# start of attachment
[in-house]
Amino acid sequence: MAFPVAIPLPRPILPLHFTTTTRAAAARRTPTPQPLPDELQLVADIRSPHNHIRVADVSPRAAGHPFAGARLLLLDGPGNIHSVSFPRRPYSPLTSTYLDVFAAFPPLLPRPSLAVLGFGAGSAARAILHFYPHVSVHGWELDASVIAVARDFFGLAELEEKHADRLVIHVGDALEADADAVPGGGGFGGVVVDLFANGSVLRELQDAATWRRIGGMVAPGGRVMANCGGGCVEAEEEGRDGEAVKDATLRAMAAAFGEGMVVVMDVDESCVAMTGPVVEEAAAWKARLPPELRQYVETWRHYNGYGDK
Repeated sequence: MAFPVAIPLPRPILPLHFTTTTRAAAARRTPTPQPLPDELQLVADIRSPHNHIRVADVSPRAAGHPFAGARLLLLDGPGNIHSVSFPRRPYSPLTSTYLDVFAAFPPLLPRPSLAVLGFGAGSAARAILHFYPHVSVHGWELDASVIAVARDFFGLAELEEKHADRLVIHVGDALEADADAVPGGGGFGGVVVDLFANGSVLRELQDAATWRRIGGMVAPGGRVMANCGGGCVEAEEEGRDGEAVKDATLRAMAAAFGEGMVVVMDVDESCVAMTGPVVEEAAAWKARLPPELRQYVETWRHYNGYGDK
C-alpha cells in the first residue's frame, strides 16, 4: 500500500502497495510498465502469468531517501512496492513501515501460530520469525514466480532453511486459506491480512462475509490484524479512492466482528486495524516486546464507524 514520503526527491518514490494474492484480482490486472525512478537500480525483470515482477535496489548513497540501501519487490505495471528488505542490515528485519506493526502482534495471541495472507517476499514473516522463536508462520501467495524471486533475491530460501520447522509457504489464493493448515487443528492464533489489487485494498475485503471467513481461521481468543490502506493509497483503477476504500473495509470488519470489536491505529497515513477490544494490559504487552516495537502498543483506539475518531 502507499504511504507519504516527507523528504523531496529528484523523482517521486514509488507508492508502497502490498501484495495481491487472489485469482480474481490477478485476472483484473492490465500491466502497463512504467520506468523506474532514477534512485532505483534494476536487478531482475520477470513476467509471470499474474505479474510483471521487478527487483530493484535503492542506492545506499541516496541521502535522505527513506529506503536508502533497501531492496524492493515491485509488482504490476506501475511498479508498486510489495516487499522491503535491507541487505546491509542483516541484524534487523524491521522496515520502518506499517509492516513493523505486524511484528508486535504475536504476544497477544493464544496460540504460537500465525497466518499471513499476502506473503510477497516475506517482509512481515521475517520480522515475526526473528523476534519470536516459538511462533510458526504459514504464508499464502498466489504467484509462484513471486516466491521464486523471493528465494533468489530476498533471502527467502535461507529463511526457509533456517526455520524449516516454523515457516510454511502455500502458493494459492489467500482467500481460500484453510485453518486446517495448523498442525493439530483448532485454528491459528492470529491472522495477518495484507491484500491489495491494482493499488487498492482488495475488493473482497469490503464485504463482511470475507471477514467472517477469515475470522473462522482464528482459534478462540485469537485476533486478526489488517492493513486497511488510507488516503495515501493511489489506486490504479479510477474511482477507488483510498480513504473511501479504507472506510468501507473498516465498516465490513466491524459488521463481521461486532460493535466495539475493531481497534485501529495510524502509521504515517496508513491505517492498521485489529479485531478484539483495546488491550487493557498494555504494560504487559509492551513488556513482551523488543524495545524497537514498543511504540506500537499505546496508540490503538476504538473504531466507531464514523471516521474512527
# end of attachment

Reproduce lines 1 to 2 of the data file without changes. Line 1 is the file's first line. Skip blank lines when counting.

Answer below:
[in-house]
Amino acid sequence: MAFPVAIPLPRPILPLHFTTTTRAAAARRTPTPQPLPDELQLVADIRSPHNHIRVADVSPRAAGHPFAGARLLLLDGPGNIHSVSFPRRPYSPLTSTYLDVFAAFPPLLPRPSLAVLGFGAGSAARAILHFYPHVSVHGWELDASVIAVARDFFGLAELEEKHADRLVIHVGDALEADADAVPGGGGFGGVVVDLFANGSVLRELQDAATWRRIGGMVAPGGRVMANCGGGCVEAEEEGRDGEAVKDATLRAMAAAFGEGMVVVMDVDESCVAMTGPVVEEAAAWKARLPPELRQYVETWRHYNGYGDK